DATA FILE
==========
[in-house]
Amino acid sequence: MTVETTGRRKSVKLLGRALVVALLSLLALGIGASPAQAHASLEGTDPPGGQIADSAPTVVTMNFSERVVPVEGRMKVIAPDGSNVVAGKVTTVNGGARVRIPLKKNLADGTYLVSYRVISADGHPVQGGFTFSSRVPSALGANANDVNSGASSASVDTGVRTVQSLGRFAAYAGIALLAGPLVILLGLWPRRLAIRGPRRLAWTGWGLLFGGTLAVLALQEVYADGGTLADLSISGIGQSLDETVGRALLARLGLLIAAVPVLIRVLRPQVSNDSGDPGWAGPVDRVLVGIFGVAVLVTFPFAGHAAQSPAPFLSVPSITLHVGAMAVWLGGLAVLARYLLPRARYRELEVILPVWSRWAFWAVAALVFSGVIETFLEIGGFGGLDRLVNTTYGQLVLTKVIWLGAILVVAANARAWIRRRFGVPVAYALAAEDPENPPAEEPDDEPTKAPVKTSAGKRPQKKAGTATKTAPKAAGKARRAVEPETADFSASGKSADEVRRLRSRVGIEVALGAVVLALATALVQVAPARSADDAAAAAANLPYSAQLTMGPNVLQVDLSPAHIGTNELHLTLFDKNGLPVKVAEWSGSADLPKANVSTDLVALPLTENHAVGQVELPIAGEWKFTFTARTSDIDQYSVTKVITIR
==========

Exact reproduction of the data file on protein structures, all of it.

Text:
[in-house]
Amino acid sequence: MTVETTGRRKSVKLLGRALVVALLSLLALGIGASPAQAHASLEGTDPPGGQIADSAPTVVTMNFSERVVPVEGRMKVIAPDGSNVVAGKVTTVNGGARVRIPLKKNLADGTYLVSYRVISADGHPVQGGFTFSSRVPSALGANANDVNSGASSASVDTGVRTVQSLGRFAAYAGIALLAGPLVILLGLWPRRLAIRGPRRLAWTGWGLLFGGTLAVLALQEVYADGGTLADLSISGIGQSLDETVGRALLARLGLLIAAVPVLIRVLRPQVSNDSGDPGWAGPVDRVLVGIFGVAVLVTFPFAGHAAQSPAPFLSVPSITLHVGAMAVWLGGLAVLARYLLPRARYRELEVILPVWSRWAFWAVAALVFSGVIETFLEIGGFGGLDRLVNTTYGQLVLTKVIWLGAILVVAANARAWIRRRFGVPVAYALAAEDPENPPAEEPDDEPTKAPVKTSAGKRPQKKAGTATKTAPKAAGKARRAVEPETADFSASGKSADEVRRLRSRVGIEVALGAVVLALATALVQVAPARSADDAAAAAANLPYSAQLTMGPNVLQVDLSPAHIGTNELHLTLFDKNGLPVKVAEWSGSADLPKANVSTDLVALPLTENHAVGQVELPIAGEWKFTFTARTSDIDQYSVTKVITIR